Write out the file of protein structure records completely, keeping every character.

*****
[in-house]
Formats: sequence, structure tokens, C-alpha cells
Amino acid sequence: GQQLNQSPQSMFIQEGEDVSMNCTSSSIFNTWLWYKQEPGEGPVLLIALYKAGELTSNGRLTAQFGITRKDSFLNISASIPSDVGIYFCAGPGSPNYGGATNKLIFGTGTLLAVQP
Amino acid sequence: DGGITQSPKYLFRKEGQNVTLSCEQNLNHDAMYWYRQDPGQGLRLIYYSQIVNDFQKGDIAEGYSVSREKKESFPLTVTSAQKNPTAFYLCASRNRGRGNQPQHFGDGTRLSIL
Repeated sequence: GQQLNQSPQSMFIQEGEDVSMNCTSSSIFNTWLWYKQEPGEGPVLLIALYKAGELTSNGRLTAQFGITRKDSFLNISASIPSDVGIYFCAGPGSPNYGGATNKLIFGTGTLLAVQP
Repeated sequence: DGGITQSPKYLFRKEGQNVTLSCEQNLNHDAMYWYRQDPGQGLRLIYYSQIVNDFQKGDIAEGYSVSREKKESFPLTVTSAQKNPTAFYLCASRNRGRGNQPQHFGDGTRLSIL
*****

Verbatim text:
[in-house]
Formats: sequence, structure tokens, C-alpha cells
Amino acid sequence: GQQLNQSPQSMFIQEGEDVSMNCTSSSIFNTWLWYKQEPGEGPVLLIALYKAGELTSNGRLTAQFGITRKDSFLNISASIPSDVGIYFCAGPGSPNYGGATNKLIFGTGTLLAVQP
Amino acid sequence: DGGITQSPKYLFRKEGQNVTLSCEQNLNHDAMYWYRQDPGQGLRLIYYSQIVNDFQKGDIAEGYSVSREKKESFPLTVTSAQKNPTAFYLCASRNRGRGNQPQHFGDGTRLSIL
Repeated sequence: GQQLNQSPQSMFIQEGEDVSMNCTSSSIFNTWLWYKQEPGEGPVLLIALYKAGELTSNGRLTAQFGITRKDSFLNISASIPSDVGIYFCAGPGSPNYGGATNKLIFGTGTLLAVQP
Repeated sequence: DGGITQSPKYLFRKEGQNVTLSCEQNLNHDAMYWYRQDPGQGLRLIYYSQIVNDFQKGDIAEGYSVSREKKESFPLTVTSAQKNPTAFYLCASRNRGRGNQPQHFGDGTRLSIL